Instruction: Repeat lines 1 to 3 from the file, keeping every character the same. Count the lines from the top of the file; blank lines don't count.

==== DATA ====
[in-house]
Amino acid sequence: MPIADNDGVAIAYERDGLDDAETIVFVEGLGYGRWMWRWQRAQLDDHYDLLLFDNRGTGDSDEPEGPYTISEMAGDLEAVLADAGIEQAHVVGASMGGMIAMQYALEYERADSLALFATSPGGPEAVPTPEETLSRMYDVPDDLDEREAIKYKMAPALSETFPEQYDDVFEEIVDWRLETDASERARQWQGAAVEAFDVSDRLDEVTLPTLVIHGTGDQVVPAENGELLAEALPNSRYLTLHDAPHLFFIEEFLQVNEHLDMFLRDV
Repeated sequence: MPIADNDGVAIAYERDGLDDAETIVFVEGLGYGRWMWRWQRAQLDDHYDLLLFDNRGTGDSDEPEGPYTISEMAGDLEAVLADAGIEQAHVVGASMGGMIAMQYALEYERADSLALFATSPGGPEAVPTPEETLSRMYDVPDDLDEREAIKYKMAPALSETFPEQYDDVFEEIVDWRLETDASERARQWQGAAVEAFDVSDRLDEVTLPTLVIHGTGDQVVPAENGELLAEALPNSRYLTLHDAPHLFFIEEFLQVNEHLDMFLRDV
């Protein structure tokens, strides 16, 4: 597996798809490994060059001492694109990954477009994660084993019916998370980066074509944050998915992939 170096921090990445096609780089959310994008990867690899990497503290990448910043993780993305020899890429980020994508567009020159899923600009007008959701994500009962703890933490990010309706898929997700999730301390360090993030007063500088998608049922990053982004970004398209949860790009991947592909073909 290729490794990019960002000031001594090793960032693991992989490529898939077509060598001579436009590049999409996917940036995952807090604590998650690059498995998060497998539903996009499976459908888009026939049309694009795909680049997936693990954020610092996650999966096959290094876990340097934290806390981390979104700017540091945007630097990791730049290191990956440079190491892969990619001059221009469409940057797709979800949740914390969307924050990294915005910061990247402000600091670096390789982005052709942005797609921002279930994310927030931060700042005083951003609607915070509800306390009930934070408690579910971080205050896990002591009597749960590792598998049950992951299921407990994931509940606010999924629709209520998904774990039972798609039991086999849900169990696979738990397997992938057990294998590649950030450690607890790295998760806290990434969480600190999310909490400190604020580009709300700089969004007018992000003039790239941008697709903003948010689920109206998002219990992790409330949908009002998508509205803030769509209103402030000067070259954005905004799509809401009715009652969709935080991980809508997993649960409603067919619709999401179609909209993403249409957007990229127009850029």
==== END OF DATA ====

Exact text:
[in-house]
Amino acid sequence: MPIADNDGVAIAYERDGLDDAETIVFVEGLGYGRWMWRWQRAQLDDHYDLLLFDNRGTGDSDEPEGPYTISEMAGDLEAVLADAGIEQAHVVGASMGGMIAMQYALEYERADSLALFATSPGGPEAVPTPEETLSRMYDVPDDLDEREAIKYKMAPALSETFPEQYDDVFEEIVDWRLETDASERARQWQGAAVEAFDVSDRLDEVTLPTLVIHGTGDQVVPAENGELLAEALPNSRYLTLHDAPHLFFIEEFLQVNEHLDMFLRDV
Repeated sequence: MPIADNDGVAIAYERDGLDDAETIVFVEGLGYGRWMWRWQRAQLDDHYDLLLFDNRGTGDSDEPEGPYTISEMAGDLEAVLADAGIEQAHVVGASMGGMIAMQYALEYERADSLALFATSPGGPEAVPTPEETLSRMYDVPDDLDEREAIKYKMAPALSETFPEQYDDVFEEIVDWRLETDASERARQWQGAAVEAFDVSDRLDEVTLPTLVIHGTGDQVVPAENGELLAEALPNSRYLTLHDAPHLFFIEEFLQVNEHLDMFLRDV